- Original research
- Open Access
Patterns in deer-related traffic injuries over a decade: the Mayo clinic experience
Scandinavian Journal of Trauma, Resuscitation and Emergency Medicinevolume 18, Article number: 46 (2010)
Our American College of Surgeons Level 1 Trauma Center serves a rural population. As a result, there is a unique set of accidents that are not present in an urban environment such as deer related motor vehicle crashes (dMVC). We characterized injury patterns between motorcycle/all-terrain vehicles (MCC) and automobile (MVC) crashes related to dMVC (deer motor vehicle crash) with the hypotheses that MCC will present with higher Injury Severity Score (ISS) and that it would be related to whether the driver struck the deer or swerved.
The records of 157 consecutive patients evaluated at our institution for injury related to dMVC from January 1st, 1997 to December 31st, 2006 were reviewed from our prospectively collected trauma database. Demographic, clinical, and crash specific parameters were abstracted. Injury severity was analyzed by the Abbreviated Injury Scale score for each body region as well as the overall Injury Severity Score (ISS).
Motorcycle crashes presented with a higher median ISS than MVCs (14 vs 5, p < 0.001). Median Abbreviated Injury Score (AIS) of the spine for MCC riders was higher (3 vs 0, p < 0.001) if they swerved rather than collided. Seventy-seven percent of riders were not wearing a helmet which did not result in a statistically significant increase in median ISS (16 vs 10), head AIS (2 vs 0) or spine AIS (0 vs 0).
Within the MVC group, there was no difference between swerving and hitting the deer in any AIS group. Forty-seven percent of drivers were not wearing seat belts which resulted in similar median ISS (6 vs 5) and AIS of all body regions.
Motorcycle operators suffered higher ISS. There were no significant differences in median ISS if a driver involved in a deer-related motor vehicle crash swerved rather than collided, was helmeted, or restrained.
Our American College of Surgeons Level 1 Trauma Center serves a rural population surrounding Rochester Minnesota. Our trauma catchment area extends roughly 50 miles radially encompassing parts of western Wisconsin, northern Iowa and south central Minnesota. As a result, there is a unique set of accidents that are not present in an urban environment such as deer related motor vehicle crashes (dMVC). State and national databases confirm a rising incidence of dMVC due to increasing mileage, encroachment on natural habitat and a larger deer herd (Figure 1). From 1997 to 2006, there were 45,421 reported dMVC in the state of Minnesota. This is likely an underestimation as the Department of Natural Resource (DNR) removed 98,054 carcasses from Minnesota roadways during this same timeframe [1, 2].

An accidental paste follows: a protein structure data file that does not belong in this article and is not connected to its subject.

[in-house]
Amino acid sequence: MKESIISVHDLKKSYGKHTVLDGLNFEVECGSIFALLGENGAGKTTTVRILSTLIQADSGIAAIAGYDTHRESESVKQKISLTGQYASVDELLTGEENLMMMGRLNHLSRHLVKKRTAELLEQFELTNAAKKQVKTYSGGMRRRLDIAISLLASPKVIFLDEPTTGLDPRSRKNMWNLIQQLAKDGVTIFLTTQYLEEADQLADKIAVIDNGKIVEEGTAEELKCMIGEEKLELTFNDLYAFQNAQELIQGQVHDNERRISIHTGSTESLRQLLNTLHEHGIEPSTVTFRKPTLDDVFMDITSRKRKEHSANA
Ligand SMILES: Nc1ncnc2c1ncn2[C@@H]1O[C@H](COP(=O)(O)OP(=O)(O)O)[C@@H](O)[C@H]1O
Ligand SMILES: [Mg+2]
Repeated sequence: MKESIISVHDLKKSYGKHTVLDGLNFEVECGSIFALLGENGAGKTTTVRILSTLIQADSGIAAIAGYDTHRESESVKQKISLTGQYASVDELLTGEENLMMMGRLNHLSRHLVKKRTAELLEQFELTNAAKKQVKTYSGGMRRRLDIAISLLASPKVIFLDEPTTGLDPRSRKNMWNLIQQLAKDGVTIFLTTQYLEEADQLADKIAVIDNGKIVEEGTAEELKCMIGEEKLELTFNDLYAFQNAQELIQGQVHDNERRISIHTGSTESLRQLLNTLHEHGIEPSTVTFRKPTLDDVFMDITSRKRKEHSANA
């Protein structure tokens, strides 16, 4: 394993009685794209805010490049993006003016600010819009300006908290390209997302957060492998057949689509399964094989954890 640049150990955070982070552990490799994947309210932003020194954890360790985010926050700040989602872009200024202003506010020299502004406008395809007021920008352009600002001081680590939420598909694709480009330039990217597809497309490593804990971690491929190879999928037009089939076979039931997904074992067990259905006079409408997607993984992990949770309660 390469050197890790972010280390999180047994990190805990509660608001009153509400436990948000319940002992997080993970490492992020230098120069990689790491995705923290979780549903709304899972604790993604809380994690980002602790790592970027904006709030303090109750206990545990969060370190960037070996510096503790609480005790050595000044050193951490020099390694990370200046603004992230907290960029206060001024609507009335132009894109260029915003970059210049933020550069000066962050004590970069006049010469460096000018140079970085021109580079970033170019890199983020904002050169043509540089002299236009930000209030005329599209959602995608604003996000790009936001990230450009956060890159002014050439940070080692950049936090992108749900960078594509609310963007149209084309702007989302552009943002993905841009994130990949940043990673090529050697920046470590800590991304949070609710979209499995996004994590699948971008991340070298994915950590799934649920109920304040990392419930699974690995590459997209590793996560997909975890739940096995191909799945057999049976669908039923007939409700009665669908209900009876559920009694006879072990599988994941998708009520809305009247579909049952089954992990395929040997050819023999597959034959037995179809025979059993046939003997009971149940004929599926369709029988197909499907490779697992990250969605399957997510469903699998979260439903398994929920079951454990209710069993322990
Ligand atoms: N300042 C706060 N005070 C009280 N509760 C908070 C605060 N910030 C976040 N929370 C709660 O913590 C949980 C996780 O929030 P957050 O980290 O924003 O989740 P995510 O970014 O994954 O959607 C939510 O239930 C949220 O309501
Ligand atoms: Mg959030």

Despite encroachment on deer habitat by human habitation and thinning of the herd through systematic hunting, the deer herd in Minnesota has actually grown. DNR pre-white tail hunt estimates placed the herd size at 733,000 in 1997, which ballooned to 1.2 million in 2006 [1, 3]. This has resulted in increased likelihood of dMVC . Insurance industry data suggest a driver in Minnesota now has a 1 in 156 chance of being involved in a dMVC where the national average is 1 in 208 .
A large push towards preventative strategies and driver education has been championed, but the medical literature lacks data analyzing crash characteristics [5–10]. We aimed to characterize the outcomes and injury patterns between motorcycle/all-terrain vehicles (MCC) and automobile (MVC) crashes related to dMVC with the hypotheses that MCC will present with higher Injury Severity Score (ISS) and that higher ISS would be directly related to whether the driver struck the deer or swerved.
Following Institutional Review Board approval, the records of 157 consecutive patients evaluated at our institution for injury related to dMVC from January 1st, 1997 to December 31st, 2006 were reviewed from our prospectively collected trauma database. Crashes due to other animals were eliminated. Demographic, clinical, and crash specific parameters were abstracted. Injury severity was analyzed by the Abbreviated Injury Scale score for each body region as well as the overall Injury Severity Score (ISS). ISS > 15 defined severe trauma.
Descriptive statistics are reported as percentage for discrete variables with bivariate analysis of categorical variables using the Pearson's chi squared or Fisher's exact tests as indicated. Continuous variables were analyzed by the Wilcoxon rank sum test and reported as median with the corresponding range. Statistical significance was determined by p < 0.05.
Of the 157 patients identified, 116 (74%) were male. The median age for the group was 41 years (range 14-76). Automobiles were responsible for 54% of the dMVC, while a MCC was involved in the remaining 46% (Table 1). Specific injuries varied widely but the most common were closed head injuries and extremity fractures (Table 2).
Crash data revealed that vehicle operators swerved in 45% of the encounters and collided with the deer in 55%. Of the operators swerving, 6 were MCC and 64 MVC. The group that hit the deer directly included 66 motorcycles and 21 automobiles (Table 3). Motorcycle operators were more likely to collide with the deer (92% vs 8%, p < 0.001) while MVCs were more likely to swerve (75% vs 25%, p < 0.001). Motorcycle crashes presented with a higher median ISS than MVCs (14 vs 5, p < 0.002), but ISS was equivalent whether the patient swerved or collided in either vehicle type (MCC 16 vs 14, MVC 5 vs 5).
Median Abbreviated Injury Score (AIS) of the spine for MCC riders was higher (3 vs 0, p < 0.001) if they swerved rather than collided, but there was no difference in head, torso or extremity injury severity. Seventy-seven percent of riders were not wearing a helmet which did not result in a statistically significant increase in median ISS (16 vs 10), head AIS (2 vs 0) or spine AIS (0 vs 0).
Within the MVC group, there was no difference between swerving and hitting the deer in any AIS group. Forty-seven percent of drivers were not wearing seat belts which resulted in similar median ISS (6 vs 5) and AIS of all body regions. There were 2 deaths, both in the MVC group (Table 4).
Alcohol (EtOH) intoxication was a factor in 31 of the crashes, 8 motorcycle and 23 automobile (Table 1). Twenty-five of the crashes involved drivers with EtOH levels exceeding the state legal limit of 0.08 with a mean of 0.13 (range 0.036-0.31). The median ISS was 9 (range 5-38) in the intoxicated motorcycle riders which was equivalent to the unimpaired riders (9, range 1-43). None of the intoxicated motorcycle riders were helmeted. Motor vehicle crashes involving EtOH had a median ISS of 9 (range 1-36); while non-EtOH related MVCs have a similar median ISS of 9 (range 1-34).